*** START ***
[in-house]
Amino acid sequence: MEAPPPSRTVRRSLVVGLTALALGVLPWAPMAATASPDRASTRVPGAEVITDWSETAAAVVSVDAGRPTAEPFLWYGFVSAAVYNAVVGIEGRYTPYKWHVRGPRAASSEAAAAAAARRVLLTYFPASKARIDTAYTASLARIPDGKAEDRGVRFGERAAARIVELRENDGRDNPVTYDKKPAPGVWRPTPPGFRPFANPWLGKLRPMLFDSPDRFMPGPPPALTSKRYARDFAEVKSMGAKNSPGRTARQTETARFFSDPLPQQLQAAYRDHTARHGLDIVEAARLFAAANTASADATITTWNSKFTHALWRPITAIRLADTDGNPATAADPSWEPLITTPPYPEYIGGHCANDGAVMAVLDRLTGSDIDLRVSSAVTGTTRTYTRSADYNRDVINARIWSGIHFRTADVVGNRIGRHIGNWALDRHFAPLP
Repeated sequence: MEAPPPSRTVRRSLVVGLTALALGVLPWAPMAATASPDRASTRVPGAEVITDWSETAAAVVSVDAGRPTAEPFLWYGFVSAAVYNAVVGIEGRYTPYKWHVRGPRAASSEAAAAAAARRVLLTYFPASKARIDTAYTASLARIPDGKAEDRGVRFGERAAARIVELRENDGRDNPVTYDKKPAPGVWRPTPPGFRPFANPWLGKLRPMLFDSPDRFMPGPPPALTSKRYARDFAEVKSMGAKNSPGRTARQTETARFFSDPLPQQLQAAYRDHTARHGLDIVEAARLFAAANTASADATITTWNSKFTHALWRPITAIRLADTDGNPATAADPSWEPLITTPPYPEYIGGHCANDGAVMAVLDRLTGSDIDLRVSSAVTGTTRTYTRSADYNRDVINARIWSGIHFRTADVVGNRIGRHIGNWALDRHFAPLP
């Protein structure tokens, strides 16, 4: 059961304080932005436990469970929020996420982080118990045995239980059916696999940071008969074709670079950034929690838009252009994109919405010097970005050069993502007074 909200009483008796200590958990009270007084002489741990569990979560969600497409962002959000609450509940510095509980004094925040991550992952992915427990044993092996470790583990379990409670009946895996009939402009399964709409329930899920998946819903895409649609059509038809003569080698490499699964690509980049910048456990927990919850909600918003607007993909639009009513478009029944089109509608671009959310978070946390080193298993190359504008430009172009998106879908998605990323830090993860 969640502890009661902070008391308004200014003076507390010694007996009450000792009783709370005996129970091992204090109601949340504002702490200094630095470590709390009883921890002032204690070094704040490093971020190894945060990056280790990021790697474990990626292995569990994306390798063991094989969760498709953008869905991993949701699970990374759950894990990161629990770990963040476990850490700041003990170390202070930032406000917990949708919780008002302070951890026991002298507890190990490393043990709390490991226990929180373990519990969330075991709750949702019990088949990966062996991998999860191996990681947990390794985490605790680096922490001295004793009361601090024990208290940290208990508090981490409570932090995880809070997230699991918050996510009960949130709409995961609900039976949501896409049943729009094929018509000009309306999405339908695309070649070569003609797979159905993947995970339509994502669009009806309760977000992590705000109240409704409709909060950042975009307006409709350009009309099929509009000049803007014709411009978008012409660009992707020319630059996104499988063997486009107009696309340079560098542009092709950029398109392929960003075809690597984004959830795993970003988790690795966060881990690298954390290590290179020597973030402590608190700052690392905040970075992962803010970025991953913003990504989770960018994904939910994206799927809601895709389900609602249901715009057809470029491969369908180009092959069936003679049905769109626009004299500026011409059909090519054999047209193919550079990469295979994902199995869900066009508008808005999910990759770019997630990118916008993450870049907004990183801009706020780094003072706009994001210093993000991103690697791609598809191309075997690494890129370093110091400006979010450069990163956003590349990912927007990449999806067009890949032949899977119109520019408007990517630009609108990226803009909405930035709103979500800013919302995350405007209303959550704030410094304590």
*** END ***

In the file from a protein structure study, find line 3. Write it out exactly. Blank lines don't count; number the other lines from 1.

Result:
Repeated sequence: MEAPPPSRTVRRSLVVGLTALALGVLPWAPMAATASPDRASTRVPGAEVITDWSETAAAVVSVDAGRPTAEPFLWYGFVSAAVYNAVVGIEGRYTPYKWHVRGPRAASSEAAAAAAARRVLLTYFPASKARIDTAYTASLARIPDGKAEDRGVRFGERAAARIVELRENDGRDNPVTYDKKPAPGVWRPTPPGFRPFANPWLGKLRPMLFDSPDRFMPGPPPALTSKRYARDFAEVKSMGAKNSPGRTARQTETARFFSDPLPQQLQAAYRDHTARHGLDIVEAARLFAAANTASADATITTWNSKFTHALWRPITAIRLADTDGNPATAADPSWEPLITTPPYPEYIGGHCANDGAVMAVLDRLTGSDIDLRVSSAVTGTTRTYTRSADYNRDVINARIWSGIHFRTADVVGNRIGRHIGNWALDRHFAPLP